The authors show that being "scientific" and "correct" is not equal to avoiding personal pronoun. On the contrary, in order to present original and unique ideas, one has to separate common knowledge, the ideas of others, and his/ her own scientific achievements. Penrose and Geisler conclude that "authors present knowledge in the form of claims" (509). The term "claim" is crucial in this context, as it provides the rationale for developing one's own position that is different from points of view of other researchers. Independent thinking and logical analysis are crucial for any research paper. As "knowledge claims can conflict", it is necessary to verify them and determine non-contradictory prepositions (511).
I believe that this source is useful for me because it outlines different styles of writing and demonstrates a number of disadvantages of trying to be too "objective" in writing. Teachers advise children to avoid personal pronoun, as they suggest that students should search for facts, while they should evaluate claims (510).
McKinney Maddalena, Kate. "I Need to Say "I": Why First Person Is Important in College Writing". 2010. In Writing Spaces: Readings on Writing, Volume 1. Parlor Press.
College students often avoid "I" and other personal pronouns in their writing, as they suggest it contributes to objectivity and a more clear presentation of the topic. However, McKinney Maddalena, an assistant professor of Professional Writing and Technical Communication at UNCW, demonstrates that this position is wrong, and students should use personal pronouns in order to improve the quality of their papers. If students use personal pronouns, they as well may reach objectivity in a more clear and precise way. The author point out that the "observer effect" is often present in scientific research; it refers to the situation when "the scientist watching can affect the system's behavior" (182). Therefore, if students avoid personal pronouns, they neglect this effect, and their representation of facts will be incorrect. The term "observer effect" is central for the argumentation of McKinney Maddalena, and it is even stronger in the field of social sciences in comparison with that of natural sciences.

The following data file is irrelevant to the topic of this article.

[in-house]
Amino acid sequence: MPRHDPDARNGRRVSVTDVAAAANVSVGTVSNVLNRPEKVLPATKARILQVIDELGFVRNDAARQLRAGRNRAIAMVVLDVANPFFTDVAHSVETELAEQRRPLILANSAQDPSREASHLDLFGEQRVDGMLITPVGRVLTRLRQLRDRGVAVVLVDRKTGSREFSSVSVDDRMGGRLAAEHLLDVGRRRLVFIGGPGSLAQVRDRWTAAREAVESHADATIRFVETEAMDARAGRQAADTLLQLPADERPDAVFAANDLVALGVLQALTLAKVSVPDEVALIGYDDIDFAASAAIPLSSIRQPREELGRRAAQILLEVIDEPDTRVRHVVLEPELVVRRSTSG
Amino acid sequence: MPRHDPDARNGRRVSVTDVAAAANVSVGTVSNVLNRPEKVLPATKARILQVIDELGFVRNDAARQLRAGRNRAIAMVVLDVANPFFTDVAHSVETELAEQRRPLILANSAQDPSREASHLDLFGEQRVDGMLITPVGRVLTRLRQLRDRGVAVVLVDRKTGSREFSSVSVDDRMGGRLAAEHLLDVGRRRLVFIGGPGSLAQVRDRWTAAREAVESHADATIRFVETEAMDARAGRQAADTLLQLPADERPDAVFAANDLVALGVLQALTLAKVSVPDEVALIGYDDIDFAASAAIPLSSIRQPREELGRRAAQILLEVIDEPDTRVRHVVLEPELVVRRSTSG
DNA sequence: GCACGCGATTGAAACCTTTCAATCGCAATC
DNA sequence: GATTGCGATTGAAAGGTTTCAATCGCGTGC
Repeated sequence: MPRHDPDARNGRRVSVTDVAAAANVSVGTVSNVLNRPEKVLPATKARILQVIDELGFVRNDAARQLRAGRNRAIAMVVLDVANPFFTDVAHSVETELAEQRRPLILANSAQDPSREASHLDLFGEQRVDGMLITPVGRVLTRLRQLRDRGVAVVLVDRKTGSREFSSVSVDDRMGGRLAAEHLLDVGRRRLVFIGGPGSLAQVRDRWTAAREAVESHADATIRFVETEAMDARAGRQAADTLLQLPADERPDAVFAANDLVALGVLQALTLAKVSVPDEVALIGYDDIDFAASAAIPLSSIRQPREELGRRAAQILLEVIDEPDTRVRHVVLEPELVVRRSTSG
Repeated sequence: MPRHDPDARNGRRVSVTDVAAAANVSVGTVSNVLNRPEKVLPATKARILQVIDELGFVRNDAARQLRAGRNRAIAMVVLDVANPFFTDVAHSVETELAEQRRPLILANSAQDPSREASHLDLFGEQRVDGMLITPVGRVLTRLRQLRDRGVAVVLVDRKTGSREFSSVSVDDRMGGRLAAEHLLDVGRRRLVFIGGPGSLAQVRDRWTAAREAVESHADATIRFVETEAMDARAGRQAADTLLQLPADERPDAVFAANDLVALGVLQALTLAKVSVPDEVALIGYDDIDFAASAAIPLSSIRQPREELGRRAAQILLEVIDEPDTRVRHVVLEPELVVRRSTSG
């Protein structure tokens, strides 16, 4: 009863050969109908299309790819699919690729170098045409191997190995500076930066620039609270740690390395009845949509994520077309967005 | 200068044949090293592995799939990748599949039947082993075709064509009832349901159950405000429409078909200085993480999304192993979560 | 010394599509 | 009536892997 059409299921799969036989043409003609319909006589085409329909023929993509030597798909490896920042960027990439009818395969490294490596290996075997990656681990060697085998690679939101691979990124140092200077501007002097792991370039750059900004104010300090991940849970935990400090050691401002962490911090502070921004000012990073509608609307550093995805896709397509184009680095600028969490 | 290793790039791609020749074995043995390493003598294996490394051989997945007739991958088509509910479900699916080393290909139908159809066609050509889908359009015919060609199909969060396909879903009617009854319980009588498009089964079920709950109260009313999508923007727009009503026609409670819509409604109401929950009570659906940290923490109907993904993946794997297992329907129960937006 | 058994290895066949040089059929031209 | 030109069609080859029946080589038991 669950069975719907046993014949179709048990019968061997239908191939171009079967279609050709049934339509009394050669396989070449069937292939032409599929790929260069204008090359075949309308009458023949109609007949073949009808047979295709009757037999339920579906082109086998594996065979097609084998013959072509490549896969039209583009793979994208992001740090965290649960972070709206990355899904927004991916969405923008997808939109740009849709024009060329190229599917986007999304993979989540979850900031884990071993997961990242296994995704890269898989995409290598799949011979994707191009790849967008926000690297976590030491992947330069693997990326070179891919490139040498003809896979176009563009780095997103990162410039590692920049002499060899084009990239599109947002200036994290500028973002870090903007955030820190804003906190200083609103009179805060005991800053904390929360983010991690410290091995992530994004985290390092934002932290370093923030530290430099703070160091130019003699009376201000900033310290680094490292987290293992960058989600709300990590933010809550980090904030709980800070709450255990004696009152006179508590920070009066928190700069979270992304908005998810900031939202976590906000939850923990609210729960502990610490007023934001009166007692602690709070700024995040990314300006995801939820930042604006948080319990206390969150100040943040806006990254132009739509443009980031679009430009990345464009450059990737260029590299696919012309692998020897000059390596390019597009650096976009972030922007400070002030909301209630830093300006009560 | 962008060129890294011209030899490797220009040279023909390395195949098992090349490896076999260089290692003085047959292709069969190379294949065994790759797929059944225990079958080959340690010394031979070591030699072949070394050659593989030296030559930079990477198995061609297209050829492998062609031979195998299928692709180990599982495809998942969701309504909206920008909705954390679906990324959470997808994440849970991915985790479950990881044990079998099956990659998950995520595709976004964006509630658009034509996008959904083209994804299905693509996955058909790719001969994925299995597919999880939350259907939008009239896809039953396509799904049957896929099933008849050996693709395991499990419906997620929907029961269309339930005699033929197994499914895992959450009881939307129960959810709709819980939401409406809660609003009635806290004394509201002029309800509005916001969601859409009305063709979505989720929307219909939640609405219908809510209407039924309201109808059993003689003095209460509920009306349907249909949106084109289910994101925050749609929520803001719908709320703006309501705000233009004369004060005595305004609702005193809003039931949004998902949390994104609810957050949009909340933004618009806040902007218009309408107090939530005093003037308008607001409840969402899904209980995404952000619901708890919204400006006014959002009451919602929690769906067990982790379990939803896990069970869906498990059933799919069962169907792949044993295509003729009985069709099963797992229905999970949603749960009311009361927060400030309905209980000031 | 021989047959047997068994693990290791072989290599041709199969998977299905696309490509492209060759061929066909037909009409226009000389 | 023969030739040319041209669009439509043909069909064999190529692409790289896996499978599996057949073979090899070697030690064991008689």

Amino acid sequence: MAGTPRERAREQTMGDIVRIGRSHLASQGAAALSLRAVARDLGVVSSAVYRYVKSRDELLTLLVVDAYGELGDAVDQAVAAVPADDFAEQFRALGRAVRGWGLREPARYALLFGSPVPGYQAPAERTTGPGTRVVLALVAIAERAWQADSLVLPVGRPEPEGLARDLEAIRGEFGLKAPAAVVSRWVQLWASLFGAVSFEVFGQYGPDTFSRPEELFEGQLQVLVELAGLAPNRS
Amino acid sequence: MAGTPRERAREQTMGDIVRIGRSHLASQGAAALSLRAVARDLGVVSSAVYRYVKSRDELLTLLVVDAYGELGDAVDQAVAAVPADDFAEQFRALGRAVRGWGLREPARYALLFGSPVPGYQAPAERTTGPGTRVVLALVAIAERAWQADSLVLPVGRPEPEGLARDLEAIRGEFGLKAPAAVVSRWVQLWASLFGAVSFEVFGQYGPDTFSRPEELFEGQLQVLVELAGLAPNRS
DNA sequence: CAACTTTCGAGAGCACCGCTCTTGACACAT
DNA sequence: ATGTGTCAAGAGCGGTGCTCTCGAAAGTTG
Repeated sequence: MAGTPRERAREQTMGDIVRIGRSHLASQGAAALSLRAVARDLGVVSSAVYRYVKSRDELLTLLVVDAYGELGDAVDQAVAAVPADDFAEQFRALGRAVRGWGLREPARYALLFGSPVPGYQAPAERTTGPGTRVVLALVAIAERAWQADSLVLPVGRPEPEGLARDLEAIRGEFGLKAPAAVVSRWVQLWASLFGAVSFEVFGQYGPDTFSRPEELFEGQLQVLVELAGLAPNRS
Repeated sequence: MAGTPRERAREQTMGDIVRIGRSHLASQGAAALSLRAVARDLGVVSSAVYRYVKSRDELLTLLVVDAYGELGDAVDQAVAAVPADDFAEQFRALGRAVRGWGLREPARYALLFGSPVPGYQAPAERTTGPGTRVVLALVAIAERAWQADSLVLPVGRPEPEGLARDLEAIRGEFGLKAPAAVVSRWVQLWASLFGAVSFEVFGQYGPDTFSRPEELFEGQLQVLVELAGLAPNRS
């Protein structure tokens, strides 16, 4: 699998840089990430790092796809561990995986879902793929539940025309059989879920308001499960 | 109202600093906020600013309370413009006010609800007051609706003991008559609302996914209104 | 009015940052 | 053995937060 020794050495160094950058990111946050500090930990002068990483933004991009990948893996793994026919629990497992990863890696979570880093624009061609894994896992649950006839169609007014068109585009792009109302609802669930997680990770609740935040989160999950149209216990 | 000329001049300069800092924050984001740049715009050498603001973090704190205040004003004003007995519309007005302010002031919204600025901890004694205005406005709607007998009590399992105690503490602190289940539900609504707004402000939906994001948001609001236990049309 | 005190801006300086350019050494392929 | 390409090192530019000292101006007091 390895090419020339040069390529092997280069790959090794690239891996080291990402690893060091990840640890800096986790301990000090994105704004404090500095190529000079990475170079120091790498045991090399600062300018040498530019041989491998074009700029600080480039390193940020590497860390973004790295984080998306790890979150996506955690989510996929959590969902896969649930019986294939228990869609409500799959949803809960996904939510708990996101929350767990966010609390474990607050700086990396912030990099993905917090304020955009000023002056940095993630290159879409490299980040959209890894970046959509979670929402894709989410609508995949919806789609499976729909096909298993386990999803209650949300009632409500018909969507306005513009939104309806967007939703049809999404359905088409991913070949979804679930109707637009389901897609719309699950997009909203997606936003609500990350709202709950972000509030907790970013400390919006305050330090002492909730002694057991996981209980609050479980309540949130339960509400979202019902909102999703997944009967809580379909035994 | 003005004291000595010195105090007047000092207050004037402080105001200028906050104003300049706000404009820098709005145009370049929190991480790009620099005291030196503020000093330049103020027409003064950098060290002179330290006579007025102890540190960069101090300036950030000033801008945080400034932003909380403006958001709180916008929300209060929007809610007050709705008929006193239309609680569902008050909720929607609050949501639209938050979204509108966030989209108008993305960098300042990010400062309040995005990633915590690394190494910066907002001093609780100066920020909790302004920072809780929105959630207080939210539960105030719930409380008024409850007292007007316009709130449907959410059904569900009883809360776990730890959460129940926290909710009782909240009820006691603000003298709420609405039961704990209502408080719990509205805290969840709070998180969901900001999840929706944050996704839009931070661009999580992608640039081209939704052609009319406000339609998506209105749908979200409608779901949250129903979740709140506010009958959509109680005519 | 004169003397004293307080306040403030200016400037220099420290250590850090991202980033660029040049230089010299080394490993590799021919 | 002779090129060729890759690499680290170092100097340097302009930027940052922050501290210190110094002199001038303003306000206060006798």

"I" may also be used as the clear representation of intellectual property. Thus, the researcher has some additional motivation to provide reliable and innovative research. It is possible to effectively differentiate between the results obtained by other scholars and one's personal ideas. In the first case, Passive Voice may be used, while personal pronoun is necessary in the second one.
This source is helpful for me as well, because it demonstrates the importance of using "I" in text. Students should use personal pronoun for both stressing their own ideas and being more persuasive in writing. Although I do not suggest that using "I" contributes to higher objectivity, I think it allows presenting one's ideas more clearly and precisely. Teachers want students to avoid personal pronoun in order to be more focused on objective facts. However, this position neglects the "observer effect" and cannot improve the quality of writing.